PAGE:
What we want to start with is just a brief look at some of the capabilities that you are missing using the native Toolset and really highlight where they come in and when you are going to use them. So let’s start by kicking off the Group Policy Management Console here and we will dive into any random Group Policy Object, and by random I mean the Default Domain Policy of course. Actually this is one of the first places that you will notice some of the missing capabilities. The ability to backup and recover from this console is interesting enough, I suppose. But there is no real way to schedule it to happen, and that lack of natively integrated backup and recovery actually leads to a lot of those little issues that we can run into.
For example, let’s just dive into this one. You have been in a Group Policy Object before, so I’m not going to spend a lot of time in here. But the point I am trying to make is that as an administrator anybody is capable of opening this up, going in, modifying any policies they want to. When they are done, what they are saving is going back to the Group Policy Object, to the actual file is a completed new object and it’s completely replacing what was there before. So, let’s say I go into Windows Components/Windows Remote Shell, and I’m going to allow Windows Remote Shell Access. Enable this. Hit OK. Boom, it’s Enabled, all I have to do is exit out of here and that has been saved, that is now the new effective Domain Default Policy.
If someone does not like that it is going to be difficult to figure, first of all, where it came from. It could be on any of my Group Policy Objects, it could be sitting anywhere on the Operating System. At the same time it’s going to be tough once you get inside the GPO’s, there is no way to compare things, no change management tools. There is no way to pull a prior version and see what was changed between any two versions of a GPO. There’s also no auditing; there is no evidence what-so-ever that I did it, what I changed. There’s no way to go into the event log and determine what I changed or anything else. I also do not have the ability to edit offline, as soon as I make that change, its real. New computers that are logging onto the Domain or refreshing Group Policy are going to get whatever changes I’ve made. Even if I was not finished or maybe I had not tested that or experimented with it enough. So, it can be very difficult to effectively manage Group Policy through that tool set.
Now I’ll tell you another area where people say you can make up for those things and that is with Windows PowerShell (at least, if you are Windows Server 2008 R2 because has got a wonderful Group Policy Module). You will find that on Domain Controllers but if you are on a Windows 7 computer and you install the Remote Server Administration Toolkit (RSAT) then you’ll pick the Group Policy module. Let’s take a look at what this can do for you. We’ll just look at the commands that were added by that module and see if any of these things can help make up for what is missing in the GPMC. Right at the top there is Backup-GPO, a little further down is a Restore-GPO, so we certainly could automate Backup and Restore that way. It’s possible that we could write a little PowerShell script or batch file if you prefer. Put those backup commands into that and then schedule it to run. Every hour if you would like to, but it depends on how often you think people are in messing with your GPO’s.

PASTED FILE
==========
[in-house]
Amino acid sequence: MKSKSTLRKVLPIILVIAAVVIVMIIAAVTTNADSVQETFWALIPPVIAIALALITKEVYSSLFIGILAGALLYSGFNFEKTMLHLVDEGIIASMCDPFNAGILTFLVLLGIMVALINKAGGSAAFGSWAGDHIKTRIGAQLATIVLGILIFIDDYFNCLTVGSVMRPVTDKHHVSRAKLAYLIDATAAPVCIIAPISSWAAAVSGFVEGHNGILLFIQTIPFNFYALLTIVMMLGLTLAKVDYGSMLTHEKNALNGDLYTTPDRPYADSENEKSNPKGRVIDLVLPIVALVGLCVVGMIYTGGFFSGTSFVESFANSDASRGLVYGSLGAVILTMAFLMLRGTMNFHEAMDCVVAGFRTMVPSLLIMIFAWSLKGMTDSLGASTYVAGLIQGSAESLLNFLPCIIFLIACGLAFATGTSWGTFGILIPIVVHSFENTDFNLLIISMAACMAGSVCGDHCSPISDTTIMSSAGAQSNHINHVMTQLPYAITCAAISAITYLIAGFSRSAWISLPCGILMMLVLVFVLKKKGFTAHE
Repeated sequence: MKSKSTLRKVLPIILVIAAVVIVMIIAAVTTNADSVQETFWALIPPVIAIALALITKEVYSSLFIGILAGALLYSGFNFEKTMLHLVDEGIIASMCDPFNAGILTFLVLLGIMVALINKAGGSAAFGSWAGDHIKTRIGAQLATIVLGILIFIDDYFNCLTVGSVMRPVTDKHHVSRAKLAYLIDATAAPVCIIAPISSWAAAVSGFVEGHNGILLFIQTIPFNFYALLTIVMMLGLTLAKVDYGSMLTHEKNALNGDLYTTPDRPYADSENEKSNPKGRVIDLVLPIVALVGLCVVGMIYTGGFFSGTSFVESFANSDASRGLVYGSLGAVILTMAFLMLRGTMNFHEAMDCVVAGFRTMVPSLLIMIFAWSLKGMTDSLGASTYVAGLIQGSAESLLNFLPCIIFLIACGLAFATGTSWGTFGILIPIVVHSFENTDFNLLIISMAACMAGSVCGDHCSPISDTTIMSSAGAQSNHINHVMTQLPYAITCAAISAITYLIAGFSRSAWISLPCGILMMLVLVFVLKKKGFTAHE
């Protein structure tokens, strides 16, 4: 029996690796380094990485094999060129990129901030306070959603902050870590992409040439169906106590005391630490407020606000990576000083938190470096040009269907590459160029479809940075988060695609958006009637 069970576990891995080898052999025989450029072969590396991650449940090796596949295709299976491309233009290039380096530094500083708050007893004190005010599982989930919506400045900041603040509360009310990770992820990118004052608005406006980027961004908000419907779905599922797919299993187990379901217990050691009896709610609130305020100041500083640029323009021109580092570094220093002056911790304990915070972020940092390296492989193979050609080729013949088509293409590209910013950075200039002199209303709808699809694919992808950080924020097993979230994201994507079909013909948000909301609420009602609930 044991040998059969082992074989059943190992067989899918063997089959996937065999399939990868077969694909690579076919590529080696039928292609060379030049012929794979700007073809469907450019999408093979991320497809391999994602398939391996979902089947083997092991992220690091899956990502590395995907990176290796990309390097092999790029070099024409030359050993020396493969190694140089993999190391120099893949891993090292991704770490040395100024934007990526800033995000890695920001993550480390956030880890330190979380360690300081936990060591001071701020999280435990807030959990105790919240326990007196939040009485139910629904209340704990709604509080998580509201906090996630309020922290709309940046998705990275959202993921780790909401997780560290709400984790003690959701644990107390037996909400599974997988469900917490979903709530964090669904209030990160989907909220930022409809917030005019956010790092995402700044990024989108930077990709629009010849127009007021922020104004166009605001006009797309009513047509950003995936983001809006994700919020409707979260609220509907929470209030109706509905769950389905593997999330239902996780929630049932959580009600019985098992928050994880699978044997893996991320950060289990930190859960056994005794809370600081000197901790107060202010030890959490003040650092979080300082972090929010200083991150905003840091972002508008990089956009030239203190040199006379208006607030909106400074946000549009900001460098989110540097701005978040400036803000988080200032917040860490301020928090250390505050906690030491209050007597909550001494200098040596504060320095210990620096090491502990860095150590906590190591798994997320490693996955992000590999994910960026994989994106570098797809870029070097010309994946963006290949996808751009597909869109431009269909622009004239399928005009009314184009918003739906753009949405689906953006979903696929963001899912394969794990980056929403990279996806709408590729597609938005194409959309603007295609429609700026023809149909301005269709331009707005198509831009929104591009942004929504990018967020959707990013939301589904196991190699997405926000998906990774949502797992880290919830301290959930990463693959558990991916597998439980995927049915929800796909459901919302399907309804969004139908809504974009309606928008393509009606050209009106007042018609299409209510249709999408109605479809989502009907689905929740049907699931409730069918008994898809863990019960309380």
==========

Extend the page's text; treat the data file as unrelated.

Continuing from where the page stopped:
There is not really a compare. You’ll notice about halfway through the list we do have Get-GPPrefRegistryValue and Get-GPRegistryValue, so you certainly could write a script that got all of the values out of a Group Policy Object and then save that as a baseline. Let me show you a non Group Policy example of what I am talking about. If I run Get-Process and export that to an XML file called baseline.xml, that would create a baseline which would be a much larger script you would have to run a lot of commands to get all of the Preference Registry Values and Registry Values out of Group Policy, but let’s say you did that.
Then, let’s say, somebody made some changes. I’m demonstrating by launching and changing two processes. Now I can use PowerShells built-in diff command and I’ll have it compare the current process against what was in that baseline.xml file. Again this would be a much larger script if you were doing it in…oh turns out there are some tricks. What if only want to compare the name, this will be a much longer script but it will show me the differences between the two. Trusted Installer is not currently running but Calc and Notepad are, and they were not in the baseline. You could build this to do some comparison and do some auditing and change management. From the auditing perspective what you are still missing is who made the change. If really went through effort of writing this comparison script I could tell you the changes that were made between the prior copy of the GPO and a new copy, but I’m still not going to be able to you who did it. So, ultimately these five key Backup and Recovery, Change Control, and Change Management, Comparison, Auditing, and the ability to Edit off line are just now available to us in the native toolset but they are some of the most important capabilities that we can add to our environment and that is what I’m going to talk about in the blog post this month.